disagree. if it works well enough to stop porn, it works well enough to stop the majority of copyright infringement.

the same technology that hurts, also helps - it cuts both ways.

you're not seeing a ton of SNL clips on youtube anymore... and if you see them they're gone fast... why? content filtering... digital fingerprinting and content ID matching...

this isn't a technological issue, it's a political one - once there's political will, it's over.

lagavulin16 22nd December 2009 06:36 AM

So if I upload a video of my 3 year old dancing to "Let's Go Crazy" by Prince for 2 minutes, is it a violation of copyright? Or fair use?

rack gear 23rd December 2009 09:42 AM

Quote:

Originally Posted by lagavulin16 (Post 4911357)
So if I upload a video of my 3 year old dancing to "Let's Go Crazy" by Prince for 2 minutes, is it a violation of copyright? Or fair use?

violation of copyright.

...and as that is a WMG copyright master, I think it's highly unlikely you can even upload it - try it - put two minutes of "Let's Go Crazy" by Prince on a home video and try uploading it to YouTube - I'd lay odds it get's rejected before going live.

A friend put together a pre-viz sequence for a stunt/effects shot on an upcoming film - put a piece of WMG music to it (more/less randomly) - video got rejected and could not go live on YouTube due to copyright infringement on the audio...

author 23rd December 2009 10:25 AM

Quote:

Originally Posted by redvelvetstudios (Post 4914971)
violation of copyright.

Yup, otherwise we would soon see thousands of kids dance to all kinds of hits -- and most would be out of sync for some weird reason. heh

rack gear 23rd December 2009 04:59 PM

Quote:

Originally Posted by XHipHop (Post 4904484)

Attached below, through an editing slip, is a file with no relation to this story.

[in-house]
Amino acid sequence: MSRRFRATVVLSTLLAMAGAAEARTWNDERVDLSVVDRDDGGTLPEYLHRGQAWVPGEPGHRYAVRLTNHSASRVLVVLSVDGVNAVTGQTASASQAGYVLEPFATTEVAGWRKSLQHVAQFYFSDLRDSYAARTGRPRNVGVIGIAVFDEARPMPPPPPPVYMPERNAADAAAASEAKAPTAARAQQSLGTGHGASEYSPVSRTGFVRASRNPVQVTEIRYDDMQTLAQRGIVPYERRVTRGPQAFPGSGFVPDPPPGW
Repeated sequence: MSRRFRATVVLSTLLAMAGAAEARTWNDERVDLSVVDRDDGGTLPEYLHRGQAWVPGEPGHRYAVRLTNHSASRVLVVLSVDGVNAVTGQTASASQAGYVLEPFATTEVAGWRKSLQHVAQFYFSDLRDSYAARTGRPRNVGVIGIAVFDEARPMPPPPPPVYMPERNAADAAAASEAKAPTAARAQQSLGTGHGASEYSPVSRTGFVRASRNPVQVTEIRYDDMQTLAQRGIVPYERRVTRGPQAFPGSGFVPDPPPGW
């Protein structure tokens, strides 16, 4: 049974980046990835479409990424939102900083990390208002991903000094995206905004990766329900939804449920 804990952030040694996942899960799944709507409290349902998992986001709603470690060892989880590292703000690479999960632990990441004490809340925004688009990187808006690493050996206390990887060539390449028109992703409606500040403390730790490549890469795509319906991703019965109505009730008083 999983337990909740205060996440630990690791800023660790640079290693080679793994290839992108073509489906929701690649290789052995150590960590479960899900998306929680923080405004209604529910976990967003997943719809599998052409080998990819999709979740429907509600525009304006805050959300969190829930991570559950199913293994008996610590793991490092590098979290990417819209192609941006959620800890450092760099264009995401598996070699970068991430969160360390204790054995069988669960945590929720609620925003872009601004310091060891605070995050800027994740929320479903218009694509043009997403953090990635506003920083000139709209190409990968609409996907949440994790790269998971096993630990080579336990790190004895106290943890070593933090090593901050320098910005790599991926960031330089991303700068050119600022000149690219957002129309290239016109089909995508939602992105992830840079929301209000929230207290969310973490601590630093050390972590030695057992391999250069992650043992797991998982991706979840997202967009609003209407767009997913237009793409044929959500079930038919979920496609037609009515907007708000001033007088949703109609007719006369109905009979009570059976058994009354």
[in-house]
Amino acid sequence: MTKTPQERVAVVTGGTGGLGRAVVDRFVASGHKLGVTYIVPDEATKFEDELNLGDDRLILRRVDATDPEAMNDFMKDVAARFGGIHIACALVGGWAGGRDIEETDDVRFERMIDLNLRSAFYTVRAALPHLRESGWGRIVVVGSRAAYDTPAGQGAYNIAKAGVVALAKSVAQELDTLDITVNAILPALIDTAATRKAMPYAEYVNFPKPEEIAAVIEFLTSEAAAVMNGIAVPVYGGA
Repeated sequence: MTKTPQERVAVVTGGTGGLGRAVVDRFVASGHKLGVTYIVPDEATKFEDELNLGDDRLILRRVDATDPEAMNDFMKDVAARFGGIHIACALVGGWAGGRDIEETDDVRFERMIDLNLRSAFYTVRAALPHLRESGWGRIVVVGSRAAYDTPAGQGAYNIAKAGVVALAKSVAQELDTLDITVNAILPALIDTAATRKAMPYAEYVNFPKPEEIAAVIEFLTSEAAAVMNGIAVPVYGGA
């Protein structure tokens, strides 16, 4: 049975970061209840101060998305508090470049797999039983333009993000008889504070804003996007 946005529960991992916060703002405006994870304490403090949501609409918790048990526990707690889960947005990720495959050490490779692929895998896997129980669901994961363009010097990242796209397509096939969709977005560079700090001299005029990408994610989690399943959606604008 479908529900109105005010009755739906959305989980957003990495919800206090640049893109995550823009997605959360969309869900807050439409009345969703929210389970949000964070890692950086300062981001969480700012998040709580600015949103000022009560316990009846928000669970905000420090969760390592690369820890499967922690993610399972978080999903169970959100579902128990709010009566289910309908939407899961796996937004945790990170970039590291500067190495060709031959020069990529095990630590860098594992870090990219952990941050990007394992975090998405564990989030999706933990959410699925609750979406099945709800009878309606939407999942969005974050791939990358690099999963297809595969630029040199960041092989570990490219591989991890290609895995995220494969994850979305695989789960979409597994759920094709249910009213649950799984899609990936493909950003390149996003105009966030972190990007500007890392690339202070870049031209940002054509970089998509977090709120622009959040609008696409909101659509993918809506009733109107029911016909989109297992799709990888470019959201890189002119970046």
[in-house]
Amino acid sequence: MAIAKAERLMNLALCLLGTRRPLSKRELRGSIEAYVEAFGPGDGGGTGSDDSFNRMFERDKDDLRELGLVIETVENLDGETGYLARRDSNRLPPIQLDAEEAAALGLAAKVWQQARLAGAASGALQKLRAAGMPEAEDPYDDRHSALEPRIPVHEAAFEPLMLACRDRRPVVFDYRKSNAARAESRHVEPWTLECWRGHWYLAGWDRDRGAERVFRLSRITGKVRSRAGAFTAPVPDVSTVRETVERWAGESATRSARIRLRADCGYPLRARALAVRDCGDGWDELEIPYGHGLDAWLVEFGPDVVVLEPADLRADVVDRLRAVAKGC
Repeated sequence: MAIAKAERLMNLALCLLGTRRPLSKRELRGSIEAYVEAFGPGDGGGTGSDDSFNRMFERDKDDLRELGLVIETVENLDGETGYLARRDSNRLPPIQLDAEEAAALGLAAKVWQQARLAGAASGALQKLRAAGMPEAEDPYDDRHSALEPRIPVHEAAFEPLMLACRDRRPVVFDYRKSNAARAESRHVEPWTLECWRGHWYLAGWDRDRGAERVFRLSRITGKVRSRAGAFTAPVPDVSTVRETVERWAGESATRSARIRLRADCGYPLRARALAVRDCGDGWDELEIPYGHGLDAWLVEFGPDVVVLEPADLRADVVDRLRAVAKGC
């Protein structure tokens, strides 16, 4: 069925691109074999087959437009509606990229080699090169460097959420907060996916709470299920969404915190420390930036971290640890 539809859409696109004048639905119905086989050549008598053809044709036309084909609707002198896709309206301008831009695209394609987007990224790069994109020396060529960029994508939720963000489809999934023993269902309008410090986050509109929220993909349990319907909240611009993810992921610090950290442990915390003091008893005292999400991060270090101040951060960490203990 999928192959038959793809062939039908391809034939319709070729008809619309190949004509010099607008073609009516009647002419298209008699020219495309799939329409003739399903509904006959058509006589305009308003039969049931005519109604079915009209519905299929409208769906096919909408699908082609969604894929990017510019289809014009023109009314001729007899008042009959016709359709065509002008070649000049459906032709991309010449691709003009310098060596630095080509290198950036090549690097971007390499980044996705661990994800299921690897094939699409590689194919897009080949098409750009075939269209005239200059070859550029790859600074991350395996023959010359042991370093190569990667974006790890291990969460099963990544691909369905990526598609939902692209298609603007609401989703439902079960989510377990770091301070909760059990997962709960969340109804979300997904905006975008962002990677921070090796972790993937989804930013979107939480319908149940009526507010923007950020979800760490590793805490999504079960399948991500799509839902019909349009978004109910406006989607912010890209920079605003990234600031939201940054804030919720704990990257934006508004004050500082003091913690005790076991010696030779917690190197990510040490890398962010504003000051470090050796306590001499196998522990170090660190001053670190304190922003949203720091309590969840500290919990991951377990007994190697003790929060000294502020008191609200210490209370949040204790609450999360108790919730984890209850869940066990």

the french book issue is ********. do more research.

link please

lagavulin16 25th December 2009 09:53 PM

Quote:

Originally Posted by redvelvetstudios (Post 4914971)
violation of copyright.

...and as that is a WMG copyright master, I think it's highly unlikely you can even upload it - try it - put two minutes of "Let's Go Crazy" by Prince on a home video and try uploading it to YouTube - I'd lay odds it get's rejected before going live.

A friend put together a pre-viz sequence for a stunt/effects shot on an upcoming film - put a piece of WMG music to it (more/less randomly) - video got rejected and could not go live on YouTube due to copyright infringement on the audio...

Perhaps I'm not as informed as you are, so I'd appreciate a bit of education if you're willing to provide it.

If I'm having a barbecue with my family in my backyard, I'm legally allowed to play Prince. It makes the food taste better.

Last I heard, I'm allowed to have a video camera going, so when I'm old and retired I can fondly look back on how I used to play Prince at family barbecues.

If my two year old starts dancing for the camera, perfectly to the music, and it's the cutest and most brilliant thing I've ever seen, are you saying I'm not allowed to share it with anyone unless I wipe out the audio?

At what point does fair use end and copyright violation begin?

rack gear 25th December 2009 11:52 PM

Quote:

Originally Posted by lagavulin16 (Post 4921820)
Perhaps I'm not as informed as you are, so I'd appreciate a bit of education if you're willing to provide it.